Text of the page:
Wells Fargo isn’t a right fit for Northern

Aaron Loudenslager

Many campuses across the country have student credit unions. I think it’s about time that NMU looked into getting one.

Wells Fargo, one of the four biggest banks in the United States, is the new financial institution on campus. They came onto campus when TCF Bank left because of “the state of the economy.” University officials sent out notices to financial institutions in the area and Wells Fargo made a successful bid to come to NMU’s campus.

Wells Fargo has one of the best customer ratings among bigger financial institutions, especially among the Big Four. Still, the amount of Wells Fargo customers who think Wells Fargo puts customer interests before profits is only a resounding 40 percent. When customers of credit unions were asked the same question regarding credit unions the number jumped to 70 percent.

Why would customers think Wells Fargo isn’t putting consumers’ interests ahead of profits? A look at the facts tells it all. Wells Fargo has a policy that most banks nowadays incorporate when you open an account with them. It’s one that TCF Bank also incorporated into their banking practices.

Looking at the fine print, in the account contract there is something in the Wells Fargo consumer contract termed “binding arbitration.” This essentially means that any disagreement you have with the bank (Wells Fargo), including disagreement about the meaning of binding arbitration, you must go in front of an arbitrator, where you will not be guaranteed the same benefits and rights that you would get in a court of law.

In essence, you have waived your constitutional right to take Wells Fargo to a court of law before your peers. You will now have to pay your attorney by the hour, which will discourage you from taking any action against Wells Fargo, even if they break the law. It is too expensive for most people to contest. That’s the point though: it lowers the bank’s court costs.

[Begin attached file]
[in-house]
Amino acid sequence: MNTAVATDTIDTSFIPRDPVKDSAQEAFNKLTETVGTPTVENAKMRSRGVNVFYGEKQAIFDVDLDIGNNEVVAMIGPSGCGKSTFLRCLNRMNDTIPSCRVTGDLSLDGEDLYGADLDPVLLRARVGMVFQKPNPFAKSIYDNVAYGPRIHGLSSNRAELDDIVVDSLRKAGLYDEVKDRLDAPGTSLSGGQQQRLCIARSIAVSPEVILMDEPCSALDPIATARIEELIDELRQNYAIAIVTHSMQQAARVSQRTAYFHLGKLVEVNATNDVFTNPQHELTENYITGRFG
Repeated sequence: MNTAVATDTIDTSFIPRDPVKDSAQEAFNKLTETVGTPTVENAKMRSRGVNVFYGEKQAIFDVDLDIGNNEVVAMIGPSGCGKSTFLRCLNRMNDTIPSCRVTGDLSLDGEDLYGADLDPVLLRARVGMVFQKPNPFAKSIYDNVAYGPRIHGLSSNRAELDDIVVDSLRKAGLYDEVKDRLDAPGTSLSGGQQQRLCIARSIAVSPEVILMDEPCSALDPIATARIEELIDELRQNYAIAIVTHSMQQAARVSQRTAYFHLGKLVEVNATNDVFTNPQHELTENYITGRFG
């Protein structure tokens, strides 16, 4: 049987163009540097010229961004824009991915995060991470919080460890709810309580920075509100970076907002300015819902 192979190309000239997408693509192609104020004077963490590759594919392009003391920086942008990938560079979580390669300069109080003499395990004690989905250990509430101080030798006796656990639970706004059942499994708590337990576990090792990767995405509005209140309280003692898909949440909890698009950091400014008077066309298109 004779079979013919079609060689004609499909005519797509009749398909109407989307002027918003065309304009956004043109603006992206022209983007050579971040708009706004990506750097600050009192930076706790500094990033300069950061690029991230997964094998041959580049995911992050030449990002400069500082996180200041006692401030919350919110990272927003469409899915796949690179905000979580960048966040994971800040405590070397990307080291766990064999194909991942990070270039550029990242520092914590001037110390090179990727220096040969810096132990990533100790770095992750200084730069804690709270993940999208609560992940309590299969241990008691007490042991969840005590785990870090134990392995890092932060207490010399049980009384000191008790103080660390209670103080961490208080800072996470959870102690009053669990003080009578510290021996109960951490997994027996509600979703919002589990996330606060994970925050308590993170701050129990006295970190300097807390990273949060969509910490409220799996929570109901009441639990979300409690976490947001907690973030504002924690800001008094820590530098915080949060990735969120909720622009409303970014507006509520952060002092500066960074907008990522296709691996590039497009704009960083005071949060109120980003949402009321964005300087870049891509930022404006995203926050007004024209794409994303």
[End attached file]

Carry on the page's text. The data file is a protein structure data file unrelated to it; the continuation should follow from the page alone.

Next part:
Banks claim they need binding arbitration or they won’t be able to be competitive. Why could the eight biggest banks afford $26 million to lobby the federal government after the worst economic collapse since the Great Depression, in order to make the Dodd-Frank Act more favorable to large financial institutions instead of everyday consumers?

Credit unions are not-for-profit, meaning they serve their members first instead of maximizing profits. Credit unions have over 80 million members in the U.S. and they didn’t need government bailouts or have the need to put binding arbitration clauses in their contracts.

Wells Fargo did get a federal bailout to the tune of $25 billion in Troubled Assist Relief Program payments, yet they can’t even give their customers a fair deal. Instead they force their customers to sign mandatory binding arbitration agreements. Why did Wells Fargo need a federal bailout?

Maybe it was because they had over $5 trillion in risky financial instruments, called derivatives, but only a little over $1 trillion in assets.

Students at NMU deserve better than Wells Fargo. Institutions on campus, public or private, should benefit students and the campus community, not exploit them.

Wells Fargo has shown that it puts profits over people by taking federal bailout money, lobbying the federal government with money that could be spent on its customers and employees, engaging in risky financial derivatives, and putting anti-consumer clauses in its agreements like binding arbitration.

I think it’s self-evident that credit unions put customers first fulfill that duty and hopefully a student credit union will be established on campus.